President Uhuru allies plan to register party

PLANS are underway to register the Jubilee Alliance as the political party that President Uhuru Kenyatta will use in 2017 to defend his seat.

The initial plan was to have TNA, headed by Uhuru, and URP, headed by Deputy President William Ruto, merge to form the Jubilee Alliance Party.

This has however met with opposition by some party officials, mainly drawn from URP, who have maintained that Ruto’s party must remain independent and only work with Jubilee under a coalition as opposed to a political party.

On Monday the newly appointed URP chairman, Barre Shill, denied any plans to merge the two parties which came together and won the 2013 general election.

He however said that URP is open to any discussion in case the need to merge arises.

“We are happy in the coalition now and we have no plans to merge our party with TNA. We still no build it and that is why we are putting our house in order and gearing up to recruit more members,” he said.

“Politics in Kenya is dynamic, we will cross the bridge when we get there. The issue of a merger may come up and, of course, we are open-minded for any discussion,” he added.

The Jubilee Alliance is a four-party coalition and was established to support the joint presidential elections ticket of Uhuru and Ruto at the 2013 elections.

At the time of the elections, the Jubilee members were TNA, the National Rainbow Alliance led by Charity Ngilu, Ruto’s URP and the Republican Congress of Najib Balala, now the Mining secretary.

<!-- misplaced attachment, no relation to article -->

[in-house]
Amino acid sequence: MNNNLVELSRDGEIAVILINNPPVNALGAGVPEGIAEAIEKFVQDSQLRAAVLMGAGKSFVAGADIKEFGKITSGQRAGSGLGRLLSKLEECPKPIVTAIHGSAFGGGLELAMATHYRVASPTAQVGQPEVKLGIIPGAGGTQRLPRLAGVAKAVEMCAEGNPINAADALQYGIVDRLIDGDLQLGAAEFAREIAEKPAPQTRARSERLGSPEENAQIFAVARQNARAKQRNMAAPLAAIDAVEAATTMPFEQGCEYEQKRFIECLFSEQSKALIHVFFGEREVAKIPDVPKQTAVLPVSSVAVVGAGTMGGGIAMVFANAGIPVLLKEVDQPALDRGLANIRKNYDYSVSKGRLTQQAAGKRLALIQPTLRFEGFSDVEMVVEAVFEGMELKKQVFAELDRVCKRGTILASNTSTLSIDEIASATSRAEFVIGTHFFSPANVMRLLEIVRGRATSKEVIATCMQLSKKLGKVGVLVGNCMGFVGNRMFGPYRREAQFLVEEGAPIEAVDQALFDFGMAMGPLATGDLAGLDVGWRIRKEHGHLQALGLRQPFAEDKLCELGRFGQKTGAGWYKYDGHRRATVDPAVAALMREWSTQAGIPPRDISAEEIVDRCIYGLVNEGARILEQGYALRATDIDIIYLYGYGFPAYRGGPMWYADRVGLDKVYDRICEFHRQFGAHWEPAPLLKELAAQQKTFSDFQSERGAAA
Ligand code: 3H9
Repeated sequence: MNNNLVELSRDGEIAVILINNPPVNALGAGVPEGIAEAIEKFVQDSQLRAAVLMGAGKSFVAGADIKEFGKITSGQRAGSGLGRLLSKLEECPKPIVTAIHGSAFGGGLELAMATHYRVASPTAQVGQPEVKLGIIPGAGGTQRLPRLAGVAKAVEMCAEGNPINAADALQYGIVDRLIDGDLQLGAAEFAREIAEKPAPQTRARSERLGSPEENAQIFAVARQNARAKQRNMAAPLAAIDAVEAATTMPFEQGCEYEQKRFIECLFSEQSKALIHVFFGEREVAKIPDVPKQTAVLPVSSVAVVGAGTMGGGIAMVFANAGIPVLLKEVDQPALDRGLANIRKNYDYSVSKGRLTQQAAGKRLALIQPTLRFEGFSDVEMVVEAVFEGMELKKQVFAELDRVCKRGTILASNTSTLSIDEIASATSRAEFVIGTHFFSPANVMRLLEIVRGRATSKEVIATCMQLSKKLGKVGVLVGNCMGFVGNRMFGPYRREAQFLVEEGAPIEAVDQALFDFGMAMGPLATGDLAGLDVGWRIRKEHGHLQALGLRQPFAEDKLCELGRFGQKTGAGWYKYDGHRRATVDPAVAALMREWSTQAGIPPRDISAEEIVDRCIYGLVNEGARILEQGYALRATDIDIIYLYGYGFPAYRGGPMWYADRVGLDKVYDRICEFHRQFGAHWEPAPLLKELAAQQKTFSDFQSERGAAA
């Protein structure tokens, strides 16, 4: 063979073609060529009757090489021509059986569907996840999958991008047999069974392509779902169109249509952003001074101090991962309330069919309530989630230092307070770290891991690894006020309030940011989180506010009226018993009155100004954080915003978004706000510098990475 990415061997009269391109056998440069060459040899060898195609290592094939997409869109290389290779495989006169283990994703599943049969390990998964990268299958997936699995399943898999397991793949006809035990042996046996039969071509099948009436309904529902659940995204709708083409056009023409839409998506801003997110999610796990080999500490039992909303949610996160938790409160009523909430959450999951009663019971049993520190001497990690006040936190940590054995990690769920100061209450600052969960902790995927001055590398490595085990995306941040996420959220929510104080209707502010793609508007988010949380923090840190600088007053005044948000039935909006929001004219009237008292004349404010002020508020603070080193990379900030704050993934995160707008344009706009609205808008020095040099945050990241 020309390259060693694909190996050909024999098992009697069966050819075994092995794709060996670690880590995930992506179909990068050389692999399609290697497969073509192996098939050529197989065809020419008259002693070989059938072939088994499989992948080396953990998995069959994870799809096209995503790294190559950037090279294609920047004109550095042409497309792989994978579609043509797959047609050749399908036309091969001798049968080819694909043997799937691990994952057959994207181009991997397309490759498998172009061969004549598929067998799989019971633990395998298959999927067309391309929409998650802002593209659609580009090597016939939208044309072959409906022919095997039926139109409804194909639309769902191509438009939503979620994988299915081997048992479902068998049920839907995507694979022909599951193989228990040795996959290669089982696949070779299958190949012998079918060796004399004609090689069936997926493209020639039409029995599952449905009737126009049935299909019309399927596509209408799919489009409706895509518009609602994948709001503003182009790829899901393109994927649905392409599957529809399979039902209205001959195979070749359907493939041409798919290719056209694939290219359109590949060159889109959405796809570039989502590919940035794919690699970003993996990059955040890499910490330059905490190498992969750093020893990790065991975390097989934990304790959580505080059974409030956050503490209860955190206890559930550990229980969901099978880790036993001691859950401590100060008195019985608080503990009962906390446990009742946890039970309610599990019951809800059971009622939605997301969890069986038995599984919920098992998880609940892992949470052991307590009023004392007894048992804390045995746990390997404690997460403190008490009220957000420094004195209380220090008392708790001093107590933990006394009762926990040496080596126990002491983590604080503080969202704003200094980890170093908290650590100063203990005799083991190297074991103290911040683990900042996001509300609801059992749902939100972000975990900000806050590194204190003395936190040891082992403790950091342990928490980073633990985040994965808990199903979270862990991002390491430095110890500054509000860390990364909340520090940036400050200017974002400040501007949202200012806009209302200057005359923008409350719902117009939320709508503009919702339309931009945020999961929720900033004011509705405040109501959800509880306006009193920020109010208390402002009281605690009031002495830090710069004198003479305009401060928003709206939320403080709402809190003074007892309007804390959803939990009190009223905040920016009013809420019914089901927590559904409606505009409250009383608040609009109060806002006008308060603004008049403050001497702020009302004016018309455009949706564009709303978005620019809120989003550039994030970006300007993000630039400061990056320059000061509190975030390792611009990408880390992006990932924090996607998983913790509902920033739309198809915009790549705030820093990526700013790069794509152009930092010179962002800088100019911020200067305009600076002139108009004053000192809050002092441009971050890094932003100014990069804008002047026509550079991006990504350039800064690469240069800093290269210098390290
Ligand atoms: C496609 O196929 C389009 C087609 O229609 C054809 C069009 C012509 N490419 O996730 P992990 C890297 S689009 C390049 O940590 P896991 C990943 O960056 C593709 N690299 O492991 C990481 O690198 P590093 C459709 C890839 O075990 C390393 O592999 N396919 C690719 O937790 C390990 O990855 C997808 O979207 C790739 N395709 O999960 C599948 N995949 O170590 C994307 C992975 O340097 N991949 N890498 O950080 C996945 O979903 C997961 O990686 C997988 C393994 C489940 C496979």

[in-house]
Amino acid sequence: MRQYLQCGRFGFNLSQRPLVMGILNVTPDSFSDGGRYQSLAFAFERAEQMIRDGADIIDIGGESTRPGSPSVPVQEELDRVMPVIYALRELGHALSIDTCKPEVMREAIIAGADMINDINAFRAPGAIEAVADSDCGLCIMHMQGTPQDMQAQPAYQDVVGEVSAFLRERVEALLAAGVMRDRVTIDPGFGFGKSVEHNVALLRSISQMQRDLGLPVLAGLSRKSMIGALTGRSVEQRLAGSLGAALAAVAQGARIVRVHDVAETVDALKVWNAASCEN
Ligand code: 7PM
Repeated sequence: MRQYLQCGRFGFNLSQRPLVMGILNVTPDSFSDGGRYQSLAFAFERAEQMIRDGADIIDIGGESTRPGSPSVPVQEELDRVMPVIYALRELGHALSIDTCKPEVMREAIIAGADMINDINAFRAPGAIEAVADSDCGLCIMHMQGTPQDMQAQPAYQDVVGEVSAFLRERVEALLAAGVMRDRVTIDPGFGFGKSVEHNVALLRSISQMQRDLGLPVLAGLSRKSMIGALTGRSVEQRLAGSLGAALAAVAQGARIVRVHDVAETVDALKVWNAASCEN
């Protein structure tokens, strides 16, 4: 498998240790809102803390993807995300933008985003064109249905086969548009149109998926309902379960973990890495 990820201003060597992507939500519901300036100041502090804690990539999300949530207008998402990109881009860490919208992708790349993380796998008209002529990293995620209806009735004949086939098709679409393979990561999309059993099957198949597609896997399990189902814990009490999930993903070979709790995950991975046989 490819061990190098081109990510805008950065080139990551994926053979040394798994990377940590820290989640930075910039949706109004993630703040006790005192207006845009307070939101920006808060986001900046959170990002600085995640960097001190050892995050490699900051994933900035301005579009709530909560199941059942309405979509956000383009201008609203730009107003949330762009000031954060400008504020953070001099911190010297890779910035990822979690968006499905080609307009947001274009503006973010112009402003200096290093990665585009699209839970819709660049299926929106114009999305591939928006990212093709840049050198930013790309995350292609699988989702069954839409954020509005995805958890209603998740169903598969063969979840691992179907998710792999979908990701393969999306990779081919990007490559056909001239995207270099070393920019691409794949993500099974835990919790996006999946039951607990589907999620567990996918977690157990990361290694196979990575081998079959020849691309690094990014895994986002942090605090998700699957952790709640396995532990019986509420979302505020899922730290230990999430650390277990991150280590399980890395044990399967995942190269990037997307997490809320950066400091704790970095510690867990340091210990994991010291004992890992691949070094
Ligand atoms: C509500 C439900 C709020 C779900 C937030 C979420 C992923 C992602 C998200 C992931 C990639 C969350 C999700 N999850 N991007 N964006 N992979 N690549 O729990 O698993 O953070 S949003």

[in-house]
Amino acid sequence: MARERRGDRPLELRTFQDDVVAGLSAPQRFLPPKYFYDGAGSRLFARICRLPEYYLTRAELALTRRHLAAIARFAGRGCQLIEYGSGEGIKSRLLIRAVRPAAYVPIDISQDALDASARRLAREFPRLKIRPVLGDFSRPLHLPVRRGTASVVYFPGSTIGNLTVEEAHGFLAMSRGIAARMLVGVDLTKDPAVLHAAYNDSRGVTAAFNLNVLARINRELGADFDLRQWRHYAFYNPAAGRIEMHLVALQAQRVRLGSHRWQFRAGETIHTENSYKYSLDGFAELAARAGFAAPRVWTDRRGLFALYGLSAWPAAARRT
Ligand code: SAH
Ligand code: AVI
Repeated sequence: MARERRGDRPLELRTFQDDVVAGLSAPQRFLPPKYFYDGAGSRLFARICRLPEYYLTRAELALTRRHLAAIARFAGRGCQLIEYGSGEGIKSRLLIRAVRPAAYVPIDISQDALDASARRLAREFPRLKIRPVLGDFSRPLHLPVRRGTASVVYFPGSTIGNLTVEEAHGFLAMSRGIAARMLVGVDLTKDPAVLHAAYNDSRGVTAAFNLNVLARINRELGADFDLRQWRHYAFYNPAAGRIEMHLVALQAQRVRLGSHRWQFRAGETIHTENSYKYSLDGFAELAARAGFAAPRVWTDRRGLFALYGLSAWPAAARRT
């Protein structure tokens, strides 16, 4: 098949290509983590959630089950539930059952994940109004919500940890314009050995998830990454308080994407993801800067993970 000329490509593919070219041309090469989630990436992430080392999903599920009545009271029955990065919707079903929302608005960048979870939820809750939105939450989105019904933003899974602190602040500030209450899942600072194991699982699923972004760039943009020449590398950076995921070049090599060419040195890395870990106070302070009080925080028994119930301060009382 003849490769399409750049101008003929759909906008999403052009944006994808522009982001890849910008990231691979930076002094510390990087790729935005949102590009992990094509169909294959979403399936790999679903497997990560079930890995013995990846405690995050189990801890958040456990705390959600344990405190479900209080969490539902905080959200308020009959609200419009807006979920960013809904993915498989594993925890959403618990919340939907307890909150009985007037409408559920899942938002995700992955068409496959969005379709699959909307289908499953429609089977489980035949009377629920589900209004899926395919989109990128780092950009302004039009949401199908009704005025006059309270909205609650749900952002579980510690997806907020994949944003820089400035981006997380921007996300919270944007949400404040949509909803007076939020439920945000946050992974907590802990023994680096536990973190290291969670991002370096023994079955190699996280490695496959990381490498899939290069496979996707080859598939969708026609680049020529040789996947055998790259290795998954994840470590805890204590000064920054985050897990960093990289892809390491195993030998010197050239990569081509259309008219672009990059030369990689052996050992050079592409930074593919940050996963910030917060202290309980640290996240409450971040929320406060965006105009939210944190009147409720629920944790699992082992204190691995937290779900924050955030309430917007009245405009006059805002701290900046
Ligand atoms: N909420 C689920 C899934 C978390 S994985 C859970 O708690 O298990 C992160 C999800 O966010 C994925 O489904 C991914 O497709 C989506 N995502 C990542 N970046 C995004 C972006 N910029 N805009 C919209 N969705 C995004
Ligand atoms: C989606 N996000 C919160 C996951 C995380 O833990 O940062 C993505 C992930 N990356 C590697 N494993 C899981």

Sources within the two parties have now revealed that some officials in URP are concerned that a joint party would be overshadowed by the TNA group and be rendered irrelevant by the time of the next elections in 2017.

The idea to merge the two parties was mooted in August last year by Joshua Kuttuny and Nancy Gitau, both of them special advisors to the President.

The two Office of the President officials wanted the two parties merged into one with a joint secretariat.

The coalition has previously been embroiled in behind-the-scenes struggles pitting members of the two main parties,The National Alliance and United Republican Party, against each other.

Uhuru and Ruto have however kept up, at least in public, a consistently cordial relationship, despite their supporters’ being engaged in a cold war.

Some URP official have previously accused TNA of fomenting trouble in their party by sponsoring rebels. Specifically, they have claimed that TNA is behind Bomet Governor Isaac Rutto’s unyielding opposition to Deputy President Ruto.


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